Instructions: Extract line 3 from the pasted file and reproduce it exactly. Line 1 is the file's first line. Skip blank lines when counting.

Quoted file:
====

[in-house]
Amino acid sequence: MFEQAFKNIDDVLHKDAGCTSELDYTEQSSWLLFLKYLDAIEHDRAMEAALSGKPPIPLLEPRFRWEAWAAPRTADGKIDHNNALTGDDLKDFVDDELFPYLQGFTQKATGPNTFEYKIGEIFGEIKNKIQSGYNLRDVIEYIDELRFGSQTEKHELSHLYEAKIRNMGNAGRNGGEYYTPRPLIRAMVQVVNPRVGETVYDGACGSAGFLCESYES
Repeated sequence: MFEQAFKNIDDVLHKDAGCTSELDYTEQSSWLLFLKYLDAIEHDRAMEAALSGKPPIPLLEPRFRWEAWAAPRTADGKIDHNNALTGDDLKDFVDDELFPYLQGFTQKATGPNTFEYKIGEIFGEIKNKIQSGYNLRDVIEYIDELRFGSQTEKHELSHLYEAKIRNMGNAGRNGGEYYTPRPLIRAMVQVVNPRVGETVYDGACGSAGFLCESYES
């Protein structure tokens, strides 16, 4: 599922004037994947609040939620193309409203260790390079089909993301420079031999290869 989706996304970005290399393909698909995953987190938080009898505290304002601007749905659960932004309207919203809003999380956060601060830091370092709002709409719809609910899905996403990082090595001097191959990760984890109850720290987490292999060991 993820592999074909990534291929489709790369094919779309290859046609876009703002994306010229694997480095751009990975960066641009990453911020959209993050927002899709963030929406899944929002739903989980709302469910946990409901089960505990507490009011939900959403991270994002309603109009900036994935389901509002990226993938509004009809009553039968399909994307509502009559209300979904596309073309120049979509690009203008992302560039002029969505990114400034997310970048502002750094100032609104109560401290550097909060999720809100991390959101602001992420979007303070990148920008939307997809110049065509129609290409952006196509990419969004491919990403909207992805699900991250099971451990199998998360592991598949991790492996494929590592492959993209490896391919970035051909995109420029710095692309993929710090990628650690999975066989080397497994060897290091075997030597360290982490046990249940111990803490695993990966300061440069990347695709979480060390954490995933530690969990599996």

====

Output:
Repeated sequence: MFEQAFKNIDDVLHKDAGCTSELDYTEQSSWLLFLKYLDAIEHDRAMEAALSGKPPIPLLEPRFRWEAWAAPRTADGKIDHNNALTGDDLKDFVDDELFPYLQGFTQKATGPNTFEYKIGEIFGEIKNKIQSGYNLRDVIEYIDELRFGSQTEKHELSHLYEAKIRNMGNAGRNGGEYYTPRPLIRAMVQVVNPRVGETVYDGACGSAGFLCESYES